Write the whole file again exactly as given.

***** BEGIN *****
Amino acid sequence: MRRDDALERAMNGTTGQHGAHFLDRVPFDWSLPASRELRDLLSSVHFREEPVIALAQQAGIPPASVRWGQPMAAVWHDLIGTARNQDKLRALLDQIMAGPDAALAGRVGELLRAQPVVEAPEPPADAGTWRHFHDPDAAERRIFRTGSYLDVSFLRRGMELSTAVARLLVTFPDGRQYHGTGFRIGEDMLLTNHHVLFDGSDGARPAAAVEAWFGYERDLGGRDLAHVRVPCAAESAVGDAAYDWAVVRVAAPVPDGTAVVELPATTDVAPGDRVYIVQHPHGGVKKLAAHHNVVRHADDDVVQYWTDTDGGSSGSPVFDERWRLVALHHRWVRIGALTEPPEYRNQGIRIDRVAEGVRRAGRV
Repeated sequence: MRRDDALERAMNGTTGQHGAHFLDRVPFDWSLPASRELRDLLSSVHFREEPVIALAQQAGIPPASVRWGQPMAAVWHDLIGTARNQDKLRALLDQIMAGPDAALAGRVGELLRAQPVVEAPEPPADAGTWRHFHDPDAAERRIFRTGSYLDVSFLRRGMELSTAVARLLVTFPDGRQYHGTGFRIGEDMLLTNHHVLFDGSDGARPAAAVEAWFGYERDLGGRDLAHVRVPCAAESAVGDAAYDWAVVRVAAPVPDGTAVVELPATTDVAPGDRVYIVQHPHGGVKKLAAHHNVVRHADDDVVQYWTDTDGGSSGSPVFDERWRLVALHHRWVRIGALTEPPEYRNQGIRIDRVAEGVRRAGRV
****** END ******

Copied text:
Amino acid sequence: MRRDDALERAMNGTTGQHGAHFLDRVPFDWSLPASRELRDLLSSVHFREEPVIALAQQAGIPPASVRWGQPMAAVWHDLIGTARNQDKLRALLDQIMAGPDAALAGRVGELLRAQPVVEAPEPPADAGTWRHFHDPDAAERRIFRTGSYLDVSFLRRGMELSTAVARLLVTFPDGRQYHGTGFRIGEDMLLTNHHVLFDGSDGARPAAAVEAWFGYERDLGGRDLAHVRVPCAAESAVGDAAYDWAVVRVAAPVPDGTAVVELPATTDVAPGDRVYIVQHPHGGVKKLAAHHNVVRHADDDVVQYWTDTDGGSSGSPVFDERWRLVALHHRWVRIGALTEPPEYRNQGIRIDRVAEGVRRAGRV
Repeated sequence: MRRDDALERAMNGTTGQHGAHFLDRVPFDWSLPASRELRDLLSSVHFREEPVIALAQQAGIPPASVRWGQPMAAVWHDLIGTARNQDKLRALLDQIMAGPDAALAGRVGELLRAQPVVEAPEPPADAGTWRHFHDPDAAERRIFRTGSYLDVSFLRRGMELSTAVARLLVTFPDGRQYHGTGFRIGEDMLLTNHHVLFDGSDGARPAAAVEAWFGYERDLGGRDLAHVRVPCAAESAVGDAAYDWAVVRVAAPVPDGTAVVELPATTDVAPGDRVYIVQHPHGGVKKLAAHHNVVRHADDDVVQYWTDTDGGSSGSPVFDERWRLVALHHRWVRIGALTEPPEYRNQGIRIDRVAEGVRRAGRV